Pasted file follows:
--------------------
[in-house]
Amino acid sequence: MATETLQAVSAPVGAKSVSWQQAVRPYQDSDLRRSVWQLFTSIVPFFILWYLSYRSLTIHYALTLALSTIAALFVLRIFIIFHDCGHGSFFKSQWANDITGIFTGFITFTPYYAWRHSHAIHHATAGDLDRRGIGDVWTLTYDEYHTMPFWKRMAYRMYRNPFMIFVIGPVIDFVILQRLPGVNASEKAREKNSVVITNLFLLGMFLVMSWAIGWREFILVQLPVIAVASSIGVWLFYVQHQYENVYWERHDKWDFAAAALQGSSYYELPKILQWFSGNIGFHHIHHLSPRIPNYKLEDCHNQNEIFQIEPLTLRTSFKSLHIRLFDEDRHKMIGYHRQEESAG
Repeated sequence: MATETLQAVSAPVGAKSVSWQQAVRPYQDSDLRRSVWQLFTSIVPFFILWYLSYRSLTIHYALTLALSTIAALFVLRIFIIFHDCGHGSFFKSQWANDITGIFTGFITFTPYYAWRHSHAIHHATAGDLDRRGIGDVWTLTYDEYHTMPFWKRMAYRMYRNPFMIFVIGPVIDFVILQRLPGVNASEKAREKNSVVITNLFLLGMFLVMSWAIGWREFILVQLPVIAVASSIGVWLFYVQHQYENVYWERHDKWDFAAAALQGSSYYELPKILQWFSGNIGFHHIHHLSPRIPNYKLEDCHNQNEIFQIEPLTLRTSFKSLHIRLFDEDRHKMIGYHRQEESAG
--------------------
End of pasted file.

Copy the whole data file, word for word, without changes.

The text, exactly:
[in-house]
Amino acid sequence: MATETLQAVSAPVGAKSVSWQQAVRPYQDSDLRRSVWQLFTSIVPFFILWYLSYRSLTIHYALTLALSTIAALFVLRIFIIFHDCGHGSFFKSQWANDITGIFTGFITFTPYYAWRHSHAIHHATAGDLDRRGIGDVWTLTYDEYHTMPFWKRMAYRMYRNPFMIFVIGPVIDFVILQRLPGVNASEKAREKNSVVITNLFLLGMFLVMSWAIGWREFILVQLPVIAVASSIGVWLFYVQHQYENVYWERHDKWDFAAAALQGSSYYELPKILQWFSGNIGFHHIHHLSPRIPNYKLEDCHNQNEIFQIEPLTLRTSFKSLHIRLFDEDRHKMIGYHRQEESAG
Repeated sequence: MATETLQAVSAPVGAKSVSWQQAVRPYQDSDLRRSVWQLFTSIVPFFILWYLSYRSLTIHYALTLALSTIAALFVLRIFIIFHDCGHGSFFKSQWANDITGIFTGFITFTPYYAWRHSHAIHHATAGDLDRRGIGDVWTLTYDEYHTMPFWKRMAYRMYRNPFMIFVIGPVIDFVILQRLPGVNASEKAREKNSVVITNLFLLGMFLVMSWAIGWREFILVQLPVIAVASSIGVWLFYVQHQYENVYWERHDKWDFAAAALQGSSYYELPKILQWFSGNIGFHHIHHLSPRIPNYKLEDCHNQNEIFQIEPLTLRTSFKSLHIRLFDEDRHKMIGYHRQEESAG